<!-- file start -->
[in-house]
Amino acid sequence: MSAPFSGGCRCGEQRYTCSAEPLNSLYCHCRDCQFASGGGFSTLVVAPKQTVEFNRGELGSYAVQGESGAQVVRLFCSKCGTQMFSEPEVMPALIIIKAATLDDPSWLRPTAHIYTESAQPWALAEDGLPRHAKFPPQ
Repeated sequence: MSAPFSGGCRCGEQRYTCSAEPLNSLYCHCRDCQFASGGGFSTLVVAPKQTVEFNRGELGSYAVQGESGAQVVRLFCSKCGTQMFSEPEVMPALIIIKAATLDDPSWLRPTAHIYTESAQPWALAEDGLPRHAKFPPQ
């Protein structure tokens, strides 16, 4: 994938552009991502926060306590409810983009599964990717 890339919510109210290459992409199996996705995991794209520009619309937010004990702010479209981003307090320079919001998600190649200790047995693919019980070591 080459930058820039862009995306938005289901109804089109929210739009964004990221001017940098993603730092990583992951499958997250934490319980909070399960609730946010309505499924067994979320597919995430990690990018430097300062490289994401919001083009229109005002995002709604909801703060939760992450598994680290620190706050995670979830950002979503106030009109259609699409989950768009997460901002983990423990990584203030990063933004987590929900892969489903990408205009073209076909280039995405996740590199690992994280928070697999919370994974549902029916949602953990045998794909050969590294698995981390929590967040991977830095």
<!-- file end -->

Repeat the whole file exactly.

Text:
[in-house]
Amino acid sequence: MSAPFSGGCRCGEQRYTCSAEPLNSLYCHCRDCQFASGGGFSTLVVAPKQTVEFNRGELGSYAVQGESGAQVVRLFCSKCGTQMFSEPEVMPALIIIKAATLDDPSWLRPTAHIYTESAQPWALAEDGLPRHAKFPPQ
Repeated sequence: MSAPFSGGCRCGEQRYTCSAEPLNSLYCHCRDCQFASGGGFSTLVVAPKQTVEFNRGELGSYAVQGESGAQVVRLFCSKCGTQMFSEPEVMPALIIIKAATLDDPSWLRPTAHIYTESAQPWALAEDGLPRHAKFPPQ
């Protein structure tokens, strides 16, 4: 994938552009991502926060306590409810983009599964990717 890339919510109210290459992409199996996705995991794209520009619309937010004990702010479209981003307090320079919001998600190649200790047995693919019980070591 080459930058820039862009995306938005289901109804089109929210739009964004990221001017940098993603730092990583992951499958997250934490319980909070399960609730946010309505499924067994979320597919995430990690990018430097300062490289994401919001083009229109005002995002709604909801703060939760992450598994680290620190706050995670979830950002979503106030009109259609699409989950768009997460901002983990423990990584203030990063933004987590929900892969489903990408205009073209076909280039995405996740590199690992994280928070697999919370994974549902029916949602953990045998794909050969590294698995981390929590967040991977830095």